I overheard some historians discussing about the earlier rail route as seen in the map below. They pointed out that there was a Colaba station before the Churchgate station which amongst others was taken off the route later. The reason for this was that the Colaba station apparently was used for loading cotton. With a change in the trade route, this station lost its importance and was taken off. Also, ‘Mumbai Central’ station as we know it now was simply called ‘Central Station’, as it was perhaps the central most area of the city between South Mumbai and Mahim which was downtown Bombay.
This interesting photo of 1910 though not directly connected with CST station, caught my eye. A historian told us that the date is wrongly mentioned on this photo and this is an earlier photograph showing the famous Taj Hotel under construction and a structure where the Gateway of India now stands.
There are two distinct parts of the CST station. One is the area open to everyone where the trains come and go. The other is the administrative section housing the office buildings and the upper terraces and balconies that gives a bird’s eye view both of the station inside and the city outside. This area is restricted and special permission is required to visit these areas. So, sharing some of the visual treats of this area with you.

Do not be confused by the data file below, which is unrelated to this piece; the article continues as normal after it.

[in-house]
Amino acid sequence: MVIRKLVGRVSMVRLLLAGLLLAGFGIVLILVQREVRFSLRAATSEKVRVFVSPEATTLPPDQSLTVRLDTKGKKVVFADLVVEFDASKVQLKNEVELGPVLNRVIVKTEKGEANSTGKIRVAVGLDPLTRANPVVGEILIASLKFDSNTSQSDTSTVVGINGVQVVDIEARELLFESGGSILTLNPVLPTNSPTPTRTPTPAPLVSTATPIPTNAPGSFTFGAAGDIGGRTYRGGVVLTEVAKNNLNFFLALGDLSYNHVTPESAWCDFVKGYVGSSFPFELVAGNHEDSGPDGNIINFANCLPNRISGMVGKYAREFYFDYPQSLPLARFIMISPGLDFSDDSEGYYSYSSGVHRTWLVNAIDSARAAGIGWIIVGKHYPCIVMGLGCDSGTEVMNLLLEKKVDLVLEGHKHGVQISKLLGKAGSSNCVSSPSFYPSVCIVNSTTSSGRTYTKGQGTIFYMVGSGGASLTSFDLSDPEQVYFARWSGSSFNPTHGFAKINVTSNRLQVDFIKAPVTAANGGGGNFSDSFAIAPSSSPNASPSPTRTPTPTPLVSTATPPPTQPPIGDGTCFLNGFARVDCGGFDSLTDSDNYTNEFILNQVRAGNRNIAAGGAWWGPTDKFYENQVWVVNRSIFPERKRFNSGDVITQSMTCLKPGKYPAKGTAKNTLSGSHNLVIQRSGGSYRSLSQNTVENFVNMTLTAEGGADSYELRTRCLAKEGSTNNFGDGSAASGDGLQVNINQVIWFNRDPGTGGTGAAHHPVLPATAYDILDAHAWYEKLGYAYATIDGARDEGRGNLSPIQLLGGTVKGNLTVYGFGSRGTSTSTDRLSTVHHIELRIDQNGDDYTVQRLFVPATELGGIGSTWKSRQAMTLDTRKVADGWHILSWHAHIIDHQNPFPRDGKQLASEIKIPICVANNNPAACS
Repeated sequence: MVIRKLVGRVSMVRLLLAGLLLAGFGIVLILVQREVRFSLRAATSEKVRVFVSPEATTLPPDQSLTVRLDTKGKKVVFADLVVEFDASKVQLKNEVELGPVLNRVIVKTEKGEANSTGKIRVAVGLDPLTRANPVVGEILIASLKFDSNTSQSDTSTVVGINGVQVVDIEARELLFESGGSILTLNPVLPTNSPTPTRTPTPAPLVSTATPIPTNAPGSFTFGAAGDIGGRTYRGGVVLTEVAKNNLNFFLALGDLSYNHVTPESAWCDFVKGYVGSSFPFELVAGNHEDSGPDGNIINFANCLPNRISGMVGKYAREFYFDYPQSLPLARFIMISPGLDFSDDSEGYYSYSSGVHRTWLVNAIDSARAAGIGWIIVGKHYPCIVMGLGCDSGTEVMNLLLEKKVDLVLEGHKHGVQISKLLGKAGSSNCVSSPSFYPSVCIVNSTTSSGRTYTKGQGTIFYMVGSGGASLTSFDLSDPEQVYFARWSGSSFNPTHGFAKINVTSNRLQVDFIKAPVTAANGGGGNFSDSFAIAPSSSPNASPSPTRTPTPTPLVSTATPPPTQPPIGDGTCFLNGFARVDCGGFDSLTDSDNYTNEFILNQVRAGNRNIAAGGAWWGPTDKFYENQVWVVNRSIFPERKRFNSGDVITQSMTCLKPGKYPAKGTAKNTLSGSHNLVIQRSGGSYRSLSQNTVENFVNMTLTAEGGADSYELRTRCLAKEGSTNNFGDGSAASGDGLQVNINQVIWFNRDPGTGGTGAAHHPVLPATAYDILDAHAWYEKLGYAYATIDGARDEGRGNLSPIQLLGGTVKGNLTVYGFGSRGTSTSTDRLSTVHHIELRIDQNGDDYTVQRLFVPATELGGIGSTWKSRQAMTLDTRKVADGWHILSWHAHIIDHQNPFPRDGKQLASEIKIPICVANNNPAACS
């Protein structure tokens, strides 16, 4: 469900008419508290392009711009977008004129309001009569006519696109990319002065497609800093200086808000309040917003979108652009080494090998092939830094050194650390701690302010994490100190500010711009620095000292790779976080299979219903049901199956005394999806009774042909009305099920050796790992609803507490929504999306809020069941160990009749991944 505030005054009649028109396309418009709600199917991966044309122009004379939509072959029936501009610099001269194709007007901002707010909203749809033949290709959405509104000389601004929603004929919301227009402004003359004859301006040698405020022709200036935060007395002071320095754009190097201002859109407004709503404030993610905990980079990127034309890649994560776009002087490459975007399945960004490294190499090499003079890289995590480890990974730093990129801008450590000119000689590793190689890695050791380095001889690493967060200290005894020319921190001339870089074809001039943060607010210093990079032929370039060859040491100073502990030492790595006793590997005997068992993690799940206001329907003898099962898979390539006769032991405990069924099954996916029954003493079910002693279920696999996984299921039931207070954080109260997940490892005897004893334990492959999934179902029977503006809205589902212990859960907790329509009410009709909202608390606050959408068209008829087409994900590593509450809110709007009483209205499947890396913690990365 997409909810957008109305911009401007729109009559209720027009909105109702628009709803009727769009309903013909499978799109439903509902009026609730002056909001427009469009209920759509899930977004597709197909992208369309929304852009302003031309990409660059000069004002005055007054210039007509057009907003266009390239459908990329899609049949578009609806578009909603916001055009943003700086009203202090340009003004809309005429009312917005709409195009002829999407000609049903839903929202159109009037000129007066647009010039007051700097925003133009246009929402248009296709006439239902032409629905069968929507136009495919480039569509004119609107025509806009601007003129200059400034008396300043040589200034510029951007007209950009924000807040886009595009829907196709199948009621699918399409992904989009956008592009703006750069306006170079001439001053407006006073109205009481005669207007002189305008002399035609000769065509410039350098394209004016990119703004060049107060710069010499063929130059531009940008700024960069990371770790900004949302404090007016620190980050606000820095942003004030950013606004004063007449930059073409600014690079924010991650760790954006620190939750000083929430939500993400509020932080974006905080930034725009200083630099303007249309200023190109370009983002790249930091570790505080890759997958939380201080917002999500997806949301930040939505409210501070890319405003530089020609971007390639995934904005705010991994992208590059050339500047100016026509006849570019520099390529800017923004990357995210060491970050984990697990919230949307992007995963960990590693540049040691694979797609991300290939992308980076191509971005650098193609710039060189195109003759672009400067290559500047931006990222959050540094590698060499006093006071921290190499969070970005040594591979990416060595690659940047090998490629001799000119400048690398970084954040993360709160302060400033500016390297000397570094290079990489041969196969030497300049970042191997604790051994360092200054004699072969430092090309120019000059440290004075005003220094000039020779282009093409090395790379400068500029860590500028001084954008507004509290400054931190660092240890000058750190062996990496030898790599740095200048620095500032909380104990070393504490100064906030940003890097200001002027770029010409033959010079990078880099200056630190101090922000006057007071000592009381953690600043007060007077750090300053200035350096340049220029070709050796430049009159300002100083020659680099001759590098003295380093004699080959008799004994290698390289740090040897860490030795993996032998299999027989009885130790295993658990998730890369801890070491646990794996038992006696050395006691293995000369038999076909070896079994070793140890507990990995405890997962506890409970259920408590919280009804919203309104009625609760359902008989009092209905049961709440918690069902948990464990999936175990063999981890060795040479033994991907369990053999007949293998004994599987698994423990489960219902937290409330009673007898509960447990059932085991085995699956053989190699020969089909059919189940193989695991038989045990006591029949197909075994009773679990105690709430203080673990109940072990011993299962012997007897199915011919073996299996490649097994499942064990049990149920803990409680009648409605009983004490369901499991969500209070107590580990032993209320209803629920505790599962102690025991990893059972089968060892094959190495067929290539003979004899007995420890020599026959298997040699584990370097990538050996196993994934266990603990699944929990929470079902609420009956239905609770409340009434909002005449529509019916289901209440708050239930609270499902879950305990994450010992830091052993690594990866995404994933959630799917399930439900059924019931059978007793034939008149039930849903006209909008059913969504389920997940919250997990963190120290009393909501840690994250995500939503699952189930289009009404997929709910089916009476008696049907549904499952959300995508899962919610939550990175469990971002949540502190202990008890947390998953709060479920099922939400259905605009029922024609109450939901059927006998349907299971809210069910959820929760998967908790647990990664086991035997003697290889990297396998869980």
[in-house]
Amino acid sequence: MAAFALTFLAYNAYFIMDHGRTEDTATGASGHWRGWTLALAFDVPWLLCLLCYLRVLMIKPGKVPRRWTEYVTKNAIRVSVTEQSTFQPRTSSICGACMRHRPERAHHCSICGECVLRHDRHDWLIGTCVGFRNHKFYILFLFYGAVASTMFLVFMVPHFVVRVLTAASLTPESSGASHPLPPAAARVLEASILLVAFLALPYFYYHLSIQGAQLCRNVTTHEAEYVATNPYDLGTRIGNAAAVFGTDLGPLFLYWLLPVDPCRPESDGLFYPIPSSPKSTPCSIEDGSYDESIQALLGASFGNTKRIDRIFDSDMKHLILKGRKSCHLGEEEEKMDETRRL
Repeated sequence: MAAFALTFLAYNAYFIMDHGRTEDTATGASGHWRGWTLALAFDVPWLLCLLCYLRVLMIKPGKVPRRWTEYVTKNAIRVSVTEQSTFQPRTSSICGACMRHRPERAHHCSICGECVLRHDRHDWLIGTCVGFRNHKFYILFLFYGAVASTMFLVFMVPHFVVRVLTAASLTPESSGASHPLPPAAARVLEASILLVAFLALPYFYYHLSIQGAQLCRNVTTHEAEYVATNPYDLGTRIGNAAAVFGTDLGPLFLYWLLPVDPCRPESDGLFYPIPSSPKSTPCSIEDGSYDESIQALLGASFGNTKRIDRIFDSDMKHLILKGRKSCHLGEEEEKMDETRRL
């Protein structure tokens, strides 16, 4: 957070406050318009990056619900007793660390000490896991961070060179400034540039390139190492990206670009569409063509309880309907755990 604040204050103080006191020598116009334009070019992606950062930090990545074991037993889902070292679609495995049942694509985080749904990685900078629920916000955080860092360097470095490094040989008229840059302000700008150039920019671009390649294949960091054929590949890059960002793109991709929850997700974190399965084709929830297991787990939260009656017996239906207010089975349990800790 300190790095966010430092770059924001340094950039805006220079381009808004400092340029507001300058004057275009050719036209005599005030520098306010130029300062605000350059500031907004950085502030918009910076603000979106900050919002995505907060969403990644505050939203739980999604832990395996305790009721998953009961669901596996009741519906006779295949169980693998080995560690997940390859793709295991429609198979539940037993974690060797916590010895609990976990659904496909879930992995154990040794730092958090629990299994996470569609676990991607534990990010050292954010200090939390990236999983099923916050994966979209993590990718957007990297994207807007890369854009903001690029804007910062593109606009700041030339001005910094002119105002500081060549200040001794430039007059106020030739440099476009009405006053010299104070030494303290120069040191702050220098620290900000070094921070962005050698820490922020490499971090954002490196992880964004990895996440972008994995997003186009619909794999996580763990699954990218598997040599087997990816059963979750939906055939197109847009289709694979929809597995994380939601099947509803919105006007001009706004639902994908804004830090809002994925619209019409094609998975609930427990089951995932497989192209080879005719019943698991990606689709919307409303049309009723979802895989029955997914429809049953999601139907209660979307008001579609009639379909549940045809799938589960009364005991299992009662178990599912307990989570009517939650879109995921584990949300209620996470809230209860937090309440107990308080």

A frog’s eye view of the upper dome of CST taken from the ground floor.
View of the ticket reservation counter below with lines of commuters either buying the paper tickets or walking off to get their tickets punched or passes scanned.
This is a photo taken of the top of CST from the terrace. Note the sheer brilliance in the arches and geometrical designs.
For whatever it is worth, this is a view of the city from the top of CST. I know many would give anything for this ‘Been there, done that’ moment.
This is a photo of a wooden church shaped box on the upper balcony of CST that overlooks the train platforms below.
An intricately crafted corned of a wall …
The upper most dome with stained glass paintings …
The winding staircase that weaves its way down all the floors :-
The banquet hall where our group was invited for tea and samosas.
Faces of several prominent people who were a part of the Railway’s historic development were carved out on the outer wall of CST.
This is a relief of Lord Elphinstone after whom one of the train stations is named.
Trains had a huge role to play in the freedom struggle by forcing the masses to travel together irrespective of caste, creed, professions etc. A panel on the wall of CST shows what I think are people of different faiths and professions.
A close up shot of the ‘Lady of Progress’ holding a wheel and torch.
It remains a mystery till date as to what happened to the statue of Queen Victoria that was the central figure after which the station even gets its name (note blank space in the photo below). Photos taken earlier show that there used to be a statue for sure. After independence it was taken off and kept aside. A historian told me that the statue was apparently sold off at an auction by the Sothebys in London. But there
is no hard evidence of the same.
I am glad to have finally documented by romance with Mumbai’s most incredible and mysterious monument. This will continue to remind me that in the midst of chaotic traffic, terror attacks, stock market ups and downs, characterless construction by heartless developers that threatens the fabric of this city…. dig a bit deeper and there lies good old Bombay that is still unaffected by the ravages of time.